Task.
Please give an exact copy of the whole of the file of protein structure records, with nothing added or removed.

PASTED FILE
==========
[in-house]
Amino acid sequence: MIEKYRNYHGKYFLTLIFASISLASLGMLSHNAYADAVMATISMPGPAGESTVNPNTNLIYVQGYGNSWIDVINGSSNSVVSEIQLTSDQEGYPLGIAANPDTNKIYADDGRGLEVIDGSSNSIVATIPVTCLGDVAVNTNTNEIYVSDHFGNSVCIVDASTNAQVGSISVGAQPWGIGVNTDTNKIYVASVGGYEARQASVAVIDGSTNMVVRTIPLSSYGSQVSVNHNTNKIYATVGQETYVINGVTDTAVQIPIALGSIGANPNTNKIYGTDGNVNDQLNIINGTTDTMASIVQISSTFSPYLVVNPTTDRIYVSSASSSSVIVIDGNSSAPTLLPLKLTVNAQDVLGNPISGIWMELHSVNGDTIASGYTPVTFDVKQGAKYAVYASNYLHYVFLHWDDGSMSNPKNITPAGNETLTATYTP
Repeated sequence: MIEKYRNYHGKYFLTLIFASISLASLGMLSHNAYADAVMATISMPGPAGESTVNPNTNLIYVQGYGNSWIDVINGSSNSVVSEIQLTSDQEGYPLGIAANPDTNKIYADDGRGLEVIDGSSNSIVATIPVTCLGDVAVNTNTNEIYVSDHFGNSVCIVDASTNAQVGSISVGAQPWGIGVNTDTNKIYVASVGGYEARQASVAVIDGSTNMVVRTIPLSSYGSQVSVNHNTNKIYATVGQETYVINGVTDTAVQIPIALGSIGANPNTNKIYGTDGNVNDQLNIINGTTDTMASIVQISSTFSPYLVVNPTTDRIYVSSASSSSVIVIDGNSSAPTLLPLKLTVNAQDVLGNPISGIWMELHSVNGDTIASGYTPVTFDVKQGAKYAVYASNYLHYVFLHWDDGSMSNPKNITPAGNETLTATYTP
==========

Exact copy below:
[in-house]
Amino acid sequence: MIEKYRNYHGKYFLTLIFASISLASLGMLSHNAYADAVMATISMPGPAGESTVNPNTNLIYVQGYGNSWIDVINGSSNSVVSEIQLTSDQEGYPLGIAANPDTNKIYADDGRGLEVIDGSSNSIVATIPVTCLGDVAVNTNTNEIYVSDHFGNSVCIVDASTNAQVGSISVGAQPWGIGVNTDTNKIYVASVGGYEARQASVAVIDGSTNMVVRTIPLSSYGSQVSVNHNTNKIYATVGQETYVINGVTDTAVQIPIALGSIGANPNTNKIYGTDGNVNDQLNIINGTTDTMASIVQISSTFSPYLVVNPTTDRIYVSSASSSSVIVIDGNSSAPTLLPLKLTVNAQDVLGNPISGIWMELHSVNGDTIASGYTPVTFDVKQGAKYAVYASNYLHYVFLHWDDGSMSNPKNITPAGNETLTATYTP
Repeated sequence: MIEKYRNYHGKYFLTLIFASISLASLGMLSHNAYADAVMATISMPGPAGESTVNPNTNLIYVQGYGNSWIDVINGSSNSVVSEIQLTSDQEGYPLGIAANPDTNKIYADDGRGLEVIDGSSNSIVATIPVTCLGDVAVNTNTNEIYVSDHFGNSVCIVDASTNAQVGSISVGAQPWGIGVNTDTNKIYVASVGGYEARQASVAVIDGSTNMVVRTIPLSSYGSQVSVNHNTNKIYATVGQETYVINGVTDTAVQIPIALGSIGANPNTNKIYGTDGNVNDQLNIINGTTDTMASIVQISSTFSPYLVVNPTTDRIYVSSASSSSVIVIDGNSSAPTLLPLKLTVNAQDVLGNPISGIWMELHSVNGDTIASGYTPVTFDVKQGAKYAVYASNYLHYVFLHWDDGSMSNPKNITPAGNETLTATYTP